North Carolina’s seasonally adjusted unemployment rate dropped 0.1 percentage points in December, even as the number of jobs fell from November and the labor force shrank, the state’s Division of Employment Security reported (PDF download). The state’s 9.9 percent seasonally adjusted rate is 1.4 points higher than the national rate.
Using not seasonally adjusted or unadjusted numbers, the number of employed North Carolinians fell by 32,021, the number of unemployed rose by 12,412, and the labor force dropped by 19,609. In unadjusted terms, the unemployment rate rose by 0.3 percentage points, from 9.5 percent in November to 9.8 percent in December.
The seasonal adjustment factor is an estimate that attempts to remove seasonal effects from statistical reports, such as the beginning and end of the school year or the holiday shopping season. The not seasonally adjusted or unadjusted measure captures real-time estimates of the employment situation and may offer a better view of the current environment.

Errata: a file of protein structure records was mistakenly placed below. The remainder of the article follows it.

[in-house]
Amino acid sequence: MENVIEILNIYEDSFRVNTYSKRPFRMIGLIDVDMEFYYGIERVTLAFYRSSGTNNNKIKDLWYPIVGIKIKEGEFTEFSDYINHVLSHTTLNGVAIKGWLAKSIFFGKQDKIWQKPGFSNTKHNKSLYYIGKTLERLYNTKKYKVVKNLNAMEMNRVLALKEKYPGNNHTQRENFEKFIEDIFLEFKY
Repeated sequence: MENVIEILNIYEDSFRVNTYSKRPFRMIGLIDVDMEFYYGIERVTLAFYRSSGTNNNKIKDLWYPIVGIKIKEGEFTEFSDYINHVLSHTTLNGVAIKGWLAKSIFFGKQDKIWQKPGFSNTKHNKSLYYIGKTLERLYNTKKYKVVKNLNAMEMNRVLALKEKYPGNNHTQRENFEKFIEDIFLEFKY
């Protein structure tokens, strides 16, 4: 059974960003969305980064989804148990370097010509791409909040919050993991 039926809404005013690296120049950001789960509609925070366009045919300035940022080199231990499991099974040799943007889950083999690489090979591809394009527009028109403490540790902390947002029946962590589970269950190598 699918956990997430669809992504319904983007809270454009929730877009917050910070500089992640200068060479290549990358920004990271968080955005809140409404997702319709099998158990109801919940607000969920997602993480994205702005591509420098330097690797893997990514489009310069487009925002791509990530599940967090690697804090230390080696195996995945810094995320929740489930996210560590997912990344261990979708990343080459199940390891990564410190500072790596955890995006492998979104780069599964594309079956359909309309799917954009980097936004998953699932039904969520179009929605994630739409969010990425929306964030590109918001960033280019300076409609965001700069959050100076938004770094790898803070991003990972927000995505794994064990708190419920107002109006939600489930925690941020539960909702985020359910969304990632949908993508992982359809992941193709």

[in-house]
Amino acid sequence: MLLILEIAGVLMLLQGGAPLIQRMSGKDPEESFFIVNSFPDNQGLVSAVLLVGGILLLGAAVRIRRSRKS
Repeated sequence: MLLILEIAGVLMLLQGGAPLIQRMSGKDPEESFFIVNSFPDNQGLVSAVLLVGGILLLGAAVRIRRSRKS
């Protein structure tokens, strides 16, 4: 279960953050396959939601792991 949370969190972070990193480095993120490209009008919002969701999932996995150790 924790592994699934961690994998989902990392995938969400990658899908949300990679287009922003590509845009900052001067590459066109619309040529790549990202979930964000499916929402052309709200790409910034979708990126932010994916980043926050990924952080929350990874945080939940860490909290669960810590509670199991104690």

Total private jobs also fell by 8,600 in December and government jobs went down by 3,800 (unadjusted).
Overall, government employment in unadjusted terms has risen by 300 jobs since January 2011 (from 701,200 to 701,500). State government educational services added 3,000 jobs while local government educational services lost 5,100.
In unadjusted terms, the state has lost 269,200 jobs since the recession began in December 2007.
The federal Bureau of Labor Statistics will issue its January employment report at 8:30 a.m. Friday, Feb. 3.
Rick Henderson is managing editor of Carolina Journal.